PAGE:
At first glance, it may seem surprising that this strategy is working. And yet, it is — supporters deny that they are far-right, saying things such as “people call me fascist, xenophobic and other things…but those who really know me know that I am not like that. I am lesbian and not Catholic. For me, Vox is not far-right.” Most latch onto the idea of immigration to justify their views: One man said, “They come from abroad and have more rights than we do…That is not being racist, that is pure reality.” Vox supporters are heterogenous, but mostly fall into three categories: economically troubled, in places with significant immigration, or upper-middle class. Vox uses the veneer of economic incentives to attract people who otherwise may not be interested in traditionalist values. Moreover, it has taken advantage of the backlash to the Catalonian independence movement to attract young, metropolitan voters. Thus, while the voters may be varied, they all have one thing in common: They claim they are not far-right.

Vox’s strategy of denying its far-right label makes sense, beyond the fact that people generally don’t like admitting to themselves or others that they are racist, sexist, nationalist, etc. This sentiment is common, but what is not common is denying your party’s political leaning altogether. However, because right-winged parties in Spain are readily accused of supporting Franco and fascism, Vox’s political maneuver allows it to practice Franco-like ideology while distancing itself from the name. And this works: Vox is continuing to spread as more and more people are convinced that they have found a party that understands their grievances and has solutions that seem just familiar enough.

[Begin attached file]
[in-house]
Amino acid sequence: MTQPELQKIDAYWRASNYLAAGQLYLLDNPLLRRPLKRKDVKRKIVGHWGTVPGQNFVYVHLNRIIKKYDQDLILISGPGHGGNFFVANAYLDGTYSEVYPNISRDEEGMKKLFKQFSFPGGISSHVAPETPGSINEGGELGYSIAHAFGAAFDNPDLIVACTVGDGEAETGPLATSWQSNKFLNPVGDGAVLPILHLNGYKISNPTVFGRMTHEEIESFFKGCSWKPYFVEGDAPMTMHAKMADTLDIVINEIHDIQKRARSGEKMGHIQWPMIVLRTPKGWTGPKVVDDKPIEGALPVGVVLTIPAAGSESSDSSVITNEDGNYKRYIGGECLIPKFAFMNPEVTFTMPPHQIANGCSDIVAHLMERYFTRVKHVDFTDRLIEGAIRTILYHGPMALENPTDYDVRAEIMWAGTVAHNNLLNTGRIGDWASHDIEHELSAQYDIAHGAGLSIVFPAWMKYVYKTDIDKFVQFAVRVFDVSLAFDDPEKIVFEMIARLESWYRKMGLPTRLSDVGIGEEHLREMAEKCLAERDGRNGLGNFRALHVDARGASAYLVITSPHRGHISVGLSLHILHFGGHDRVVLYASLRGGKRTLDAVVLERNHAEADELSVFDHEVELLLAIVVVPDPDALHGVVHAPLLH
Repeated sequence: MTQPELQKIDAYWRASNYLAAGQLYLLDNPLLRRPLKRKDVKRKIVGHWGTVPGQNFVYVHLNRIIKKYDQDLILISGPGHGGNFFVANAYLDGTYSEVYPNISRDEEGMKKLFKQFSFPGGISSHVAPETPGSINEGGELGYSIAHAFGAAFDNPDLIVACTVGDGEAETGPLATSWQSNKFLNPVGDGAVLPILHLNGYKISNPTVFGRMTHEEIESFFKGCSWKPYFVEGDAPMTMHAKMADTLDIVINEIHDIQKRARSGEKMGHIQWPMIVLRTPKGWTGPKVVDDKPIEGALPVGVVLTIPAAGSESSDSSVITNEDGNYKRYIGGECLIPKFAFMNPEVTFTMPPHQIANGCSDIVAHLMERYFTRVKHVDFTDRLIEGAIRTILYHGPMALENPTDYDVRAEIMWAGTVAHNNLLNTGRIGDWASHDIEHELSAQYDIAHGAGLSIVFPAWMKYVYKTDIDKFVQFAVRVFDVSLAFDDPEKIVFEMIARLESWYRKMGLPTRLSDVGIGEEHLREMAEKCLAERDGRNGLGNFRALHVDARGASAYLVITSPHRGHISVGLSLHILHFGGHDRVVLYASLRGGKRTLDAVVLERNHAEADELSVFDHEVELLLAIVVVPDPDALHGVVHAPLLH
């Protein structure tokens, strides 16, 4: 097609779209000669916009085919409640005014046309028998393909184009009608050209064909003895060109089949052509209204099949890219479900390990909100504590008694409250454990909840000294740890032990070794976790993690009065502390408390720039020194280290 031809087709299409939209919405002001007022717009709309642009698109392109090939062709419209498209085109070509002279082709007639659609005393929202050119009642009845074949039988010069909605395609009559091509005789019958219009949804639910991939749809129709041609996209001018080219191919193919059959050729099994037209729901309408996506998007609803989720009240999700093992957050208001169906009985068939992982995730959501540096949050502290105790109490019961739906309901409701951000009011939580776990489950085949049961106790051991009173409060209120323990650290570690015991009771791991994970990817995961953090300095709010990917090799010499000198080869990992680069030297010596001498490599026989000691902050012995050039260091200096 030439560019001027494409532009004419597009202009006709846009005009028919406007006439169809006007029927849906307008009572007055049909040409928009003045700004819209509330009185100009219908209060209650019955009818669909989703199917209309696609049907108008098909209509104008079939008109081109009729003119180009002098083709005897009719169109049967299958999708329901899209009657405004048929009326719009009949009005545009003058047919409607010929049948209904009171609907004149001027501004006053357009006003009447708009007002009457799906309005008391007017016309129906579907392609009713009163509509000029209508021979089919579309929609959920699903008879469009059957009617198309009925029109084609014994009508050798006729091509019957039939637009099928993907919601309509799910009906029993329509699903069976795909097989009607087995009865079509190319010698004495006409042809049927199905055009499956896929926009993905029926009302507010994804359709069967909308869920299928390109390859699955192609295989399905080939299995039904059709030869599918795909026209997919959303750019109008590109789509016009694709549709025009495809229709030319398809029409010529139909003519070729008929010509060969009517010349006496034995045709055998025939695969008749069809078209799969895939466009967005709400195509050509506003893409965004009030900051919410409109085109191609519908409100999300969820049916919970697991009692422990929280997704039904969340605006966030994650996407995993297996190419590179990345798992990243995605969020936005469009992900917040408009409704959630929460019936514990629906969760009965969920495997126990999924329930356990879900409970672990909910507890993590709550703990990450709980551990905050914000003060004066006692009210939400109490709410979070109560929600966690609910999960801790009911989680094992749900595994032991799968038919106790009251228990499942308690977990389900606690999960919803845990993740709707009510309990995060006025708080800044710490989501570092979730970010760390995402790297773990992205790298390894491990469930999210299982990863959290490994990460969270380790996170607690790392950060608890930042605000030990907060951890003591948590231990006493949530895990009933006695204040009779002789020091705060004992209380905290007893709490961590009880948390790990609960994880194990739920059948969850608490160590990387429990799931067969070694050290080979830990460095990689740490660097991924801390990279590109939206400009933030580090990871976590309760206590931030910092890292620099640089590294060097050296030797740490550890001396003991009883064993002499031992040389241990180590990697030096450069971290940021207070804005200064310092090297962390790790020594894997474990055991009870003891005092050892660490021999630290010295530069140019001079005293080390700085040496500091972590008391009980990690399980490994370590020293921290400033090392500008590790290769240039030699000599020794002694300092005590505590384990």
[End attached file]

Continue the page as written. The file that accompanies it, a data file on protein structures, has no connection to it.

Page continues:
The coming months will reveal more of Vox’s impact on Spanish politics and society, as well as how Spain will readjust its ideological labels to encompass this new party. Already, the traditional right-wing parties have moved farther to the right to embrace Vox. This is coupled with growing anti-immigrant and anti-feminist sentiment. At the same time, there is significant pushback from more liberal and moderate sectors — 75% of Spaniards view Vox as an extreme-right party. The battle-lines are being drawn, but not on policy or even concrete ideological demarcations — instead, people are forming factions based on visceral identity politics. As such, people aren’t electing parties; they are electing their visions of what it means to be Spanish. Vox is one very traditional, extreme vision of the Spanish identity, reminicist of the Franco era. Now, we will have to wait until the national elections in May to see whether the majority of Spaniards identify with this vision.

Photo: “Spanish Flag

About the Author

Ava Rosenbaum '20 is a Staff Writer for the Culture Section of the Brown Political Review. Ava can be reached at